Insulin is a peptide hormone produced in the islets of Langerhans of the pancreas whose purpose is to regulate fat and carbohydrate metabolism in the human body. Insulin accomplishes this purpose by making the cells in muscle tissue and in the liver grab glucose from the bloodstream and store it as glycogen, which can then be used as an energy source for the cells. If insulin is not present, this transformation of glucose into glycogen does not occur, and the body has to use fat tissue as an energy source.
The level of insulin in the body is also used as a signal for other processes in the body. For example, the presence of insulin in the human brain seems to enhance memory and learning ability. The body's response to food intake also seems to be affected by the presence or absence of insulin.
When the human body fails to control properly its level of insulin, the result will be high blood sugar and diabetes mellitus, a metabolic disease with symptoms of thirst, hunger, and frequent urination. Type 1 diabetes is a result of the body failing to produce insulin; Type 2 diabetes is a result of the body developing insulin resistance. Gestational diabetes may also occur in a pregnant woman who has never had diabetes and who does have high blood sugar levels, but who generally does not have the other symptoms of diabetes. All types of diabetes require lifestyle changes with respect to diet and exercise.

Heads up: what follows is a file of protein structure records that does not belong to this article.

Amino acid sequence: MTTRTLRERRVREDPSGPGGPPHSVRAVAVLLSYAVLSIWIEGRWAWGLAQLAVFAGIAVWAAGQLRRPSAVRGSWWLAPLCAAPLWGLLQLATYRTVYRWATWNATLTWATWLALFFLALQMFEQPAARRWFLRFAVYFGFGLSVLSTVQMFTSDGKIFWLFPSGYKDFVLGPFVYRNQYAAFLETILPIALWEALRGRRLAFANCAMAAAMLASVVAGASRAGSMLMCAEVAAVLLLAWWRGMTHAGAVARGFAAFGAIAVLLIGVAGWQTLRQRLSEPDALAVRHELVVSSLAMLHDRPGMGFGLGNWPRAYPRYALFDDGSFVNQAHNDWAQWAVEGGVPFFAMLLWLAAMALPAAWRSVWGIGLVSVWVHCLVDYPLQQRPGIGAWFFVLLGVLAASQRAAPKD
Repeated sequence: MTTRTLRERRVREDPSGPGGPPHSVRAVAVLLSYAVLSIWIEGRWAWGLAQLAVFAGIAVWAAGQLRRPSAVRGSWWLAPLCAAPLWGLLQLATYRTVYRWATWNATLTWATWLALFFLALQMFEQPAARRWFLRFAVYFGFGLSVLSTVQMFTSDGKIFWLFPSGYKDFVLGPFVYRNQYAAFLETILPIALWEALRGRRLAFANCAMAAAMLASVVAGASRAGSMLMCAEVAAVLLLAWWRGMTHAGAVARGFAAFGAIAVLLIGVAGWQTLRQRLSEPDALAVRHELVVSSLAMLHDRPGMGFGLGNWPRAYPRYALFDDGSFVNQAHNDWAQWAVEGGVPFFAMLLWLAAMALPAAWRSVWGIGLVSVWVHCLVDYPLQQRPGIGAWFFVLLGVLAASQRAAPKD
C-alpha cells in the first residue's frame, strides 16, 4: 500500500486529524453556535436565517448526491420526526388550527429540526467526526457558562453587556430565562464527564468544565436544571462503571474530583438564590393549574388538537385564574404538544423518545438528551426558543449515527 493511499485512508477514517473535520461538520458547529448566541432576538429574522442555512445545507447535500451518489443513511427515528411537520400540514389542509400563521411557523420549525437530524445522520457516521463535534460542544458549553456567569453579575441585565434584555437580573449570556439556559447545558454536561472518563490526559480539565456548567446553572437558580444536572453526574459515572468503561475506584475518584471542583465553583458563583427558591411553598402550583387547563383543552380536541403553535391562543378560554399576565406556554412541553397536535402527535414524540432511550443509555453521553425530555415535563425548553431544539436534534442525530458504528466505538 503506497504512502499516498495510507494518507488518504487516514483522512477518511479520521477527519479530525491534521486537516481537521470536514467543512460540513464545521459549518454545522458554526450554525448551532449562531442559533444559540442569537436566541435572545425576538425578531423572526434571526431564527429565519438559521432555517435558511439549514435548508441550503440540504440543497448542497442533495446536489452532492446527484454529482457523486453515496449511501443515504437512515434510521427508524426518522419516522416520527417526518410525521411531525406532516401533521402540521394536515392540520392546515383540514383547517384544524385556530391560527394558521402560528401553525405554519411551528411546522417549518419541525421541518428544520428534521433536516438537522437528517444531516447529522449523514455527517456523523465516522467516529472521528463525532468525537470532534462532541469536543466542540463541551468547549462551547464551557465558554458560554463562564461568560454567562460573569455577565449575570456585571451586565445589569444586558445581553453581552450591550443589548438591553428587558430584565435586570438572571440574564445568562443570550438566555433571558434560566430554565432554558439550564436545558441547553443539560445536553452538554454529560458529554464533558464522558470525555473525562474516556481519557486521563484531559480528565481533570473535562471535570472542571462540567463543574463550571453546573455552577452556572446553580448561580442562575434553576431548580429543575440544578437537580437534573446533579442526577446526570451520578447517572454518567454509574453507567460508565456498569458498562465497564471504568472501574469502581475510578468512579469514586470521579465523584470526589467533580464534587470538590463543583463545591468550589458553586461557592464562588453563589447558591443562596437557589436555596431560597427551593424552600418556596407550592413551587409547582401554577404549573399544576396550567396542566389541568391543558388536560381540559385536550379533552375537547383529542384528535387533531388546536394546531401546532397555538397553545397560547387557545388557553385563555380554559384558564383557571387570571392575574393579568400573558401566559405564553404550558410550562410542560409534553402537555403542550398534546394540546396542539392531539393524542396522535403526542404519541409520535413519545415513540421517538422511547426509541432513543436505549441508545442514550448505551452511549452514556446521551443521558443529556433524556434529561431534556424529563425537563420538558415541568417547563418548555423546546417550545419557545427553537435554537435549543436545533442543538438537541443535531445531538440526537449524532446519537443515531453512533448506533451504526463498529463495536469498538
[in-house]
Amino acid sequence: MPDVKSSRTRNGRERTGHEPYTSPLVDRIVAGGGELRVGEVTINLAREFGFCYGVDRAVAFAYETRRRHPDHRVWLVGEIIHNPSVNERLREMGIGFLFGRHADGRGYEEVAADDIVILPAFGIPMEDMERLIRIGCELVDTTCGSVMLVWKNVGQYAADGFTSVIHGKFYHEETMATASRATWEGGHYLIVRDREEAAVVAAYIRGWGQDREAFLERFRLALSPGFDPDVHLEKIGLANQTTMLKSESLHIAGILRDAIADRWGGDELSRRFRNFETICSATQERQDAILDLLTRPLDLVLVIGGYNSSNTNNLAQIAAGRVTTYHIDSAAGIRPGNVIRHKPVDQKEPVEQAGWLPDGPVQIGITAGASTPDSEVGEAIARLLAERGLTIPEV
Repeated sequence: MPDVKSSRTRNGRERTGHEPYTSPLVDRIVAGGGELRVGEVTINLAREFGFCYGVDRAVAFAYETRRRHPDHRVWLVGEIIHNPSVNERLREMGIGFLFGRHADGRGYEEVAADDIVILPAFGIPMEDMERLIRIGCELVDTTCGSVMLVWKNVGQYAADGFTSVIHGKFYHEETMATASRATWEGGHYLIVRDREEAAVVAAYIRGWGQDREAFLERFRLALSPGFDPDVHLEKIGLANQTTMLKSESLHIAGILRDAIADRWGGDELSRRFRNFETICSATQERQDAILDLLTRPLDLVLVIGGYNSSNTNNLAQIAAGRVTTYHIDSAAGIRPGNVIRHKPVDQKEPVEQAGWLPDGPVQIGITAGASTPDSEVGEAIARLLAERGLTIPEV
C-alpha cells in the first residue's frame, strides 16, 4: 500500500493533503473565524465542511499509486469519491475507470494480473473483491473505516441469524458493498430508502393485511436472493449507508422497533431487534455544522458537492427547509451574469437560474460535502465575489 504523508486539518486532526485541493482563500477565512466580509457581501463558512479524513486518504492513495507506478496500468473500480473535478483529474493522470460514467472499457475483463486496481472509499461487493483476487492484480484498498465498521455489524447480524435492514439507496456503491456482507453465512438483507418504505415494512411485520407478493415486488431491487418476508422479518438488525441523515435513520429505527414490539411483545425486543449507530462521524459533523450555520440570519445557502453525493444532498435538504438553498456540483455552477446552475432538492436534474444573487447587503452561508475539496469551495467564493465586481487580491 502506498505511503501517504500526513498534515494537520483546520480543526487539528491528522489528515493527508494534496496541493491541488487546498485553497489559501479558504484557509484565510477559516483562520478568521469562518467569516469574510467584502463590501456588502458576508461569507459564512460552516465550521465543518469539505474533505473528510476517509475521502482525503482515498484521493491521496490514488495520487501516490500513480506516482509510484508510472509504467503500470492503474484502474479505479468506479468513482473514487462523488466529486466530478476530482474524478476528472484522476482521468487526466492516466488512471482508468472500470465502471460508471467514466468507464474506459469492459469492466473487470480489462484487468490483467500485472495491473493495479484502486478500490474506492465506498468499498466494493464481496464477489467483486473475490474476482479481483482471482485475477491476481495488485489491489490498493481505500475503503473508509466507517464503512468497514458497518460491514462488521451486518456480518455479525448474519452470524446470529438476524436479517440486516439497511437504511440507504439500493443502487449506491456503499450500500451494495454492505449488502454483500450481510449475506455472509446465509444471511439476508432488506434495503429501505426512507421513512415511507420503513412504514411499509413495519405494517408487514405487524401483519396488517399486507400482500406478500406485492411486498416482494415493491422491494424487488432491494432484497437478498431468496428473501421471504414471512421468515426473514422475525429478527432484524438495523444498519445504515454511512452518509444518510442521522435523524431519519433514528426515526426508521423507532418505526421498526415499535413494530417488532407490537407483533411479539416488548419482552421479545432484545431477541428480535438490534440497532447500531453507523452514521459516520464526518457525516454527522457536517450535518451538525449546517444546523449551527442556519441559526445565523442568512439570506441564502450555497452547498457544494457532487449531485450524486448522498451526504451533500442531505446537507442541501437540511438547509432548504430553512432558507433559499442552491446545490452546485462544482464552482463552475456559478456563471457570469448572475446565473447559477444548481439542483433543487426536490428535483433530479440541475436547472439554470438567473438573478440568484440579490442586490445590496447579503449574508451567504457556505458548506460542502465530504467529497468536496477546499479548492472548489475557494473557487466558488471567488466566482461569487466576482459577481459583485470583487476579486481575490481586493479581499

Subcutaneous injections of insulin are used to treat those with Type 1 diabetes, and those with serious cases of gestational diabetes. These injections can be done via a single-use syringe with a needle, a repeated-use insulin pen, or an insulin pump. Those with Type 2 diabetes are treated with other types of medication because their bodies are resistant to the effects of insulin.
Biosynthetic insulin, manufactured via recombinant DNA technology, is the source of most insulin treatments. The most recent advances in recombinant DNA have created plants that produce human insulin more cheaply than previously had been possible. Some of these "insulin analogues" are designed not only to copy the exact effect of human-produced insulin, but also to have improved characteristics in other areas. For example, it can take several hours for human insulin to take effect after injection -- an "insulin analogue" has been developed that takes effect fifteen minutes after injection.
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